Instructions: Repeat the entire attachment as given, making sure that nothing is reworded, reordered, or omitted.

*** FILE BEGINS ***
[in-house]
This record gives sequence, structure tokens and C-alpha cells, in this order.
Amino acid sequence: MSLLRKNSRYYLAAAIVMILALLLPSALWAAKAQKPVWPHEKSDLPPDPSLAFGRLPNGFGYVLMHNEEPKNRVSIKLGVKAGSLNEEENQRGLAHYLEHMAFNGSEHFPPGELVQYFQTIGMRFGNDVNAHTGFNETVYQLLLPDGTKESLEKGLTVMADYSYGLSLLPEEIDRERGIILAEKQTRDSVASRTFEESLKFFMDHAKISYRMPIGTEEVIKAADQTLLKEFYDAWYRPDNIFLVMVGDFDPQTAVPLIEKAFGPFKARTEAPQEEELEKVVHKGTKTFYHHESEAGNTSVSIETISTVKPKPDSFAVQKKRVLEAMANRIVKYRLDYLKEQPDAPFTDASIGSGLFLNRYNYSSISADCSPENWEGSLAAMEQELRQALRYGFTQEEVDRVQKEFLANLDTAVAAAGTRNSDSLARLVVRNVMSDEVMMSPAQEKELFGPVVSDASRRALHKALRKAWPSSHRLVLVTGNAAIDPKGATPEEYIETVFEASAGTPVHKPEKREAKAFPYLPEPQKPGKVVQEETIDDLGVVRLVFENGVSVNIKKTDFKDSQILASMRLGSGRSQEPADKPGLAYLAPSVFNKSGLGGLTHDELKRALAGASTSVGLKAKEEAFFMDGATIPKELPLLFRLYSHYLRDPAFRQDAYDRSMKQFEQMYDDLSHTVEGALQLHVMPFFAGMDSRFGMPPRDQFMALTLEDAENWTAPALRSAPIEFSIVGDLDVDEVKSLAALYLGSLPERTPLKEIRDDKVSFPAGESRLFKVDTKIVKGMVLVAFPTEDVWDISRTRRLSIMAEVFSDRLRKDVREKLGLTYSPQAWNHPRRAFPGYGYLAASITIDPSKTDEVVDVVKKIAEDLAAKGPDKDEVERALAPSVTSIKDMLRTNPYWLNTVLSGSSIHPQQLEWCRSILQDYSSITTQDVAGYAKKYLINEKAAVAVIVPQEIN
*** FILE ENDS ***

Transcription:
[in-house]
This record gives sequence, structure tokens and C-alpha cells, in this order.
Amino acid sequence: MSLLRKNSRYYLAAAIVMILALLLPSALWAAKAQKPVWPHEKSDLPPDPSLAFGRLPNGFGYVLMHNEEPKNRVSIKLGVKAGSLNEEENQRGLAHYLEHMAFNGSEHFPPGELVQYFQTIGMRFGNDVNAHTGFNETVYQLLLPDGTKESLEKGLTVMADYSYGLSLLPEEIDRERGIILAEKQTRDSVASRTFEESLKFFMDHAKISYRMPIGTEEVIKAADQTLLKEFYDAWYRPDNIFLVMVGDFDPQTAVPLIEKAFGPFKARTEAPQEEELEKVVHKGTKTFYHHESEAGNTSVSIETISTVKPKPDSFAVQKKRVLEAMANRIVKYRLDYLKEQPDAPFTDASIGSGLFLNRYNYSSISADCSPENWEGSLAAMEQELRQALRYGFTQEEVDRVQKEFLANLDTAVAAAGTRNSDSLARLVVRNVMSDEVMMSPAQEKELFGPVVSDASRRALHKALRKAWPSSHRLVLVTGNAAIDPKGATPEEYIETVFEASAGTPVHKPEKREAKAFPYLPEPQKPGKVVQEETIDDLGVVRLVFENGVSVNIKKTDFKDSQILASMRLGSGRSQEPADKPGLAYLAPSVFNKSGLGGLTHDELKRALAGASTSVGLKAKEEAFFMDGATIPKELPLLFRLYSHYLRDPAFRQDAYDRSMKQFEQMYDDLSHTVEGALQLHVMPFFAGMDSRFGMPPRDQFMALTLEDAENWTAPALRSAPIEFSIVGDLDVDEVKSLAALYLGSLPERTPLKEIRDDKVSFPAGESRLFKVDTKIVKGMVLVAFPTEDVWDISRTRRLSIMAEVFSDRLRKDVREKLGLTYSPQAWNHPRRAFPGYGYLAASITIDPSKTDEVVDVVKKIAEDLAAKGPDKDEVERALAPSVTSIKDMLRTNPYWLNTVLSGSSIHPQQLEWCRSILQDYSSITTQDVAGYAKKYLINEKAAVAVIVPQEIN